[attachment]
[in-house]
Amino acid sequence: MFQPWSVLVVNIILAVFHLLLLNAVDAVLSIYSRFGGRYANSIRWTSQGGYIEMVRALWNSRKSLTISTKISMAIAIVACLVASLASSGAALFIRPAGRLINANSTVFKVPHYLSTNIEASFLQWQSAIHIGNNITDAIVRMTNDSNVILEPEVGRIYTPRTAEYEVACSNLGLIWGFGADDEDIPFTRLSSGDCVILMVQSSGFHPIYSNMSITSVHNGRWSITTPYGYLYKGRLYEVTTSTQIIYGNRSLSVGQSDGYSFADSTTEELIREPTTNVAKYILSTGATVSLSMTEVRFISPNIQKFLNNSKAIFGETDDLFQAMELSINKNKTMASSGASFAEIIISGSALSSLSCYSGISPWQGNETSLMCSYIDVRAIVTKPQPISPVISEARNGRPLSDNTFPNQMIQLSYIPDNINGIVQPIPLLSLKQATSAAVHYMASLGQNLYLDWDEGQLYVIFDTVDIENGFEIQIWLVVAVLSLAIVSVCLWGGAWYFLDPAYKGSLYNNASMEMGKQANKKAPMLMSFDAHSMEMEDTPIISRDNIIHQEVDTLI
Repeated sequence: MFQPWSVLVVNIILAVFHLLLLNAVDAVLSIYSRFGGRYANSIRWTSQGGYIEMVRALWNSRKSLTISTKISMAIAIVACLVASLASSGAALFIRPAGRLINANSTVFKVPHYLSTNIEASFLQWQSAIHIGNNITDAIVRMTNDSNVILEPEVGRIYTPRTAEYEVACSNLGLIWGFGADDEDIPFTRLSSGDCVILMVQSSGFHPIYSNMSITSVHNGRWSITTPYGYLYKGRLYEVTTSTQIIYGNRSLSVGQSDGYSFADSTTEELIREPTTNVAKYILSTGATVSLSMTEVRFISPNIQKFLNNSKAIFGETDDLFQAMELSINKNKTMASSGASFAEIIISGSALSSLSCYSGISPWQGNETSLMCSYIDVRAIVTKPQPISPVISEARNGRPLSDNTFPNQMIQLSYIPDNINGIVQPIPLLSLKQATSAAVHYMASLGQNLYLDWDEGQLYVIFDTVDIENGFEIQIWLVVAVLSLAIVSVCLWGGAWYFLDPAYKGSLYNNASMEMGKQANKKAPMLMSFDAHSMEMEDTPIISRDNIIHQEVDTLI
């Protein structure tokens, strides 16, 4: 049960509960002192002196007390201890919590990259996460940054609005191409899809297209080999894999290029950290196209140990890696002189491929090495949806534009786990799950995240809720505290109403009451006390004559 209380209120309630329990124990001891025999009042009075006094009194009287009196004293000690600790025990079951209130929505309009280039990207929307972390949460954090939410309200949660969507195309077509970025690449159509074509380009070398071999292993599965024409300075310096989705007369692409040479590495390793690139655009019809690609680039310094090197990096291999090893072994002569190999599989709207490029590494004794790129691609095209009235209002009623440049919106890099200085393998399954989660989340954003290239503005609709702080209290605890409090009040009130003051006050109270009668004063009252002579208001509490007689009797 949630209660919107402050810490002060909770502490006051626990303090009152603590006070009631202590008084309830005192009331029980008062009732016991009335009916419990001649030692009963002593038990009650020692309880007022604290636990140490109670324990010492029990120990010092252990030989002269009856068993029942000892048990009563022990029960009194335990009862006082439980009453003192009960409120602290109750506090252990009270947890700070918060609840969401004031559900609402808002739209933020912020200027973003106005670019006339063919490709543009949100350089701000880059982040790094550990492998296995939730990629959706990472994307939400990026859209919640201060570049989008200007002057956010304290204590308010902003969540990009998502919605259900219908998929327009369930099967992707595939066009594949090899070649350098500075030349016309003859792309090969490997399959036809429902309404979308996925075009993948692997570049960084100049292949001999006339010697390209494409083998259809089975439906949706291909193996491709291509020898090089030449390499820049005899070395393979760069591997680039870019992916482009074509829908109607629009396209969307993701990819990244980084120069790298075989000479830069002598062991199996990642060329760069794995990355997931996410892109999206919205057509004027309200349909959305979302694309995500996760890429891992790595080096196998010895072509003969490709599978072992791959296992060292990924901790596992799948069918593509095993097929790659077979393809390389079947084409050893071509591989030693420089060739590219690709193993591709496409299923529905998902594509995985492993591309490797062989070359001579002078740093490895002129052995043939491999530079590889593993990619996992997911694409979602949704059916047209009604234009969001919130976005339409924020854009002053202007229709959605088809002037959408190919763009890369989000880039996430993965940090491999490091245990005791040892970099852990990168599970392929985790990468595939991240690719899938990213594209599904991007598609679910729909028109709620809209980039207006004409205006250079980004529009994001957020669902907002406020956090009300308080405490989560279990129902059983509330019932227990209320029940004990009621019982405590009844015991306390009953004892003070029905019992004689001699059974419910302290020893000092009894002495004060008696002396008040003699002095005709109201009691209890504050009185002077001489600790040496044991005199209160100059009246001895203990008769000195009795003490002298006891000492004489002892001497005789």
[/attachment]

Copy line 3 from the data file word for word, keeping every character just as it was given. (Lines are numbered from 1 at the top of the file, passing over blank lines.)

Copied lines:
Repeated sequence: MFQPWSVLVVNIILAVFHLLLLNAVDAVLSIYSRFGGRYANSIRWTSQGGYIEMVRALWNSRKSLTISTKISMAIAIVACLVASLASSGAALFIRPAGRLINANSTVFKVPHYLSTNIEASFLQWQSAIHIGNNITDAIVRMTNDSNVILEPEVGRIYTPRTAEYEVACSNLGLIWGFGADDEDIPFTRLSSGDCVILMVQSSGFHPIYSNMSITSVHNGRWSITTPYGYLYKGRLYEVTTSTQIIYGNRSLSVGQSDGYSFADSTTEELIREPTTNVAKYILSTGATVSLSMTEVRFISPNIQKFLNNSKAIFGETDDLFQAMELSINKNKTMASSGASFAEIIISGSALSSLSCYSGISPWQGNETSLMCSYIDVRAIVTKPQPISPVISEARNGRPLSDNTFPNQMIQLSYIPDNINGIVQPIPLLSLKQATSAAVHYMASLGQNLYLDWDEGQLYVIFDTVDIENGFEIQIWLVVAVLSLAIVSVCLWGGAWYFLDPAYKGSLYNNASMEMGKQANKKAPMLMSFDAHSMEMEDTPIISRDNIIHQEVDTLI